The decline of bumblebee populations has been a growing concern in recent years, as these insects are important pollinators of crops and wildflowers. In addition to habitat loss and pesticide use, researchers have identified various other factors that may be contributing to the decline of bumblebees, including disease, climate change, and resource depletion.
The new study adds glyphosate to the potential stressors affecting bumblebee populations. While glyphosate has long been considered safe for bees, the study suggests that exposure to the herbicide can have subtle but significant effects on the ability of bumblebee colonies to regulate their temperature and incubate their larvae.
The use of glyphosate, a popular herbicide, has been found to harm buff-tailed bumblebees. Bumblebees are important pollinators that face food shortages due to habitat loss and monocultures of crops. They can regulate their body temperature and the colony’s heat by ‘shivering’ to maintain a collective ‘thermostat’. This is essential for developing larvae, which require a temperature range of 25-35°C to reach adulthood. When food is scarce, the colony cools down, and larval development is affected.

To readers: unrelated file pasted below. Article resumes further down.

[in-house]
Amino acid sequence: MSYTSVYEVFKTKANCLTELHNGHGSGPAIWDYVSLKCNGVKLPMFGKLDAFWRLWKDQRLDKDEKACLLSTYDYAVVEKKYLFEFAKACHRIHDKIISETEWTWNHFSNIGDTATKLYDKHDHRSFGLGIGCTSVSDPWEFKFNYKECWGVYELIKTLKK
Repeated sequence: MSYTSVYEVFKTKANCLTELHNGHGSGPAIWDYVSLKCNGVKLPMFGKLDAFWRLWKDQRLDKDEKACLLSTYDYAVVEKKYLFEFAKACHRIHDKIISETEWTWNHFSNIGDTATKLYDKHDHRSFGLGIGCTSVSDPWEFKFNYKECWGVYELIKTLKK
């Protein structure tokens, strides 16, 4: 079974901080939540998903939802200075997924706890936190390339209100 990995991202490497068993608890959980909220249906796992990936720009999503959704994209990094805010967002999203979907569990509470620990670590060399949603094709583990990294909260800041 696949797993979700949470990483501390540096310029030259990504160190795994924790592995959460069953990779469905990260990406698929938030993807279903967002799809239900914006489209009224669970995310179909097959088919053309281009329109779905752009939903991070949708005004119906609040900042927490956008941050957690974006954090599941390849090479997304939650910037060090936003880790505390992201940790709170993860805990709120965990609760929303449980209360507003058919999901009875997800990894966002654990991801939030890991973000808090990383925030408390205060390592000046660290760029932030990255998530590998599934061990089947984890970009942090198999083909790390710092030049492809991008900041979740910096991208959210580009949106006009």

The findings have implications for both agriculture and conservation. Farmers and gardeners may want to reconsider using glyphosate, particularly in areas where bumblebees are known to be present. Conservationists may want to focus on restoring habitat and food sources for bumblebees and finding ways to mitigate the impact of glyphosate and other stressors on these important pollinators.
The study found that exposure to glyphosate caused a significant drop in temperature on the side of the colony fed with glyphosate-tainted sugar water, eventually dipping below the optimal range for growing young bumblebees. This could reduce breeding rates in periods of food scarcity and contribute to the decline of bumblebees worldwide. The exact reason for the harmful effects of glyphosate on bumblebees is still unclear, but scientists suspect it may be due to the impacts of glyphosate on the bees’ microbiome.
Overall, the study highlights the complex interactions between humans and the natural world and the need for careful consideration of the environmental impacts of our actions.
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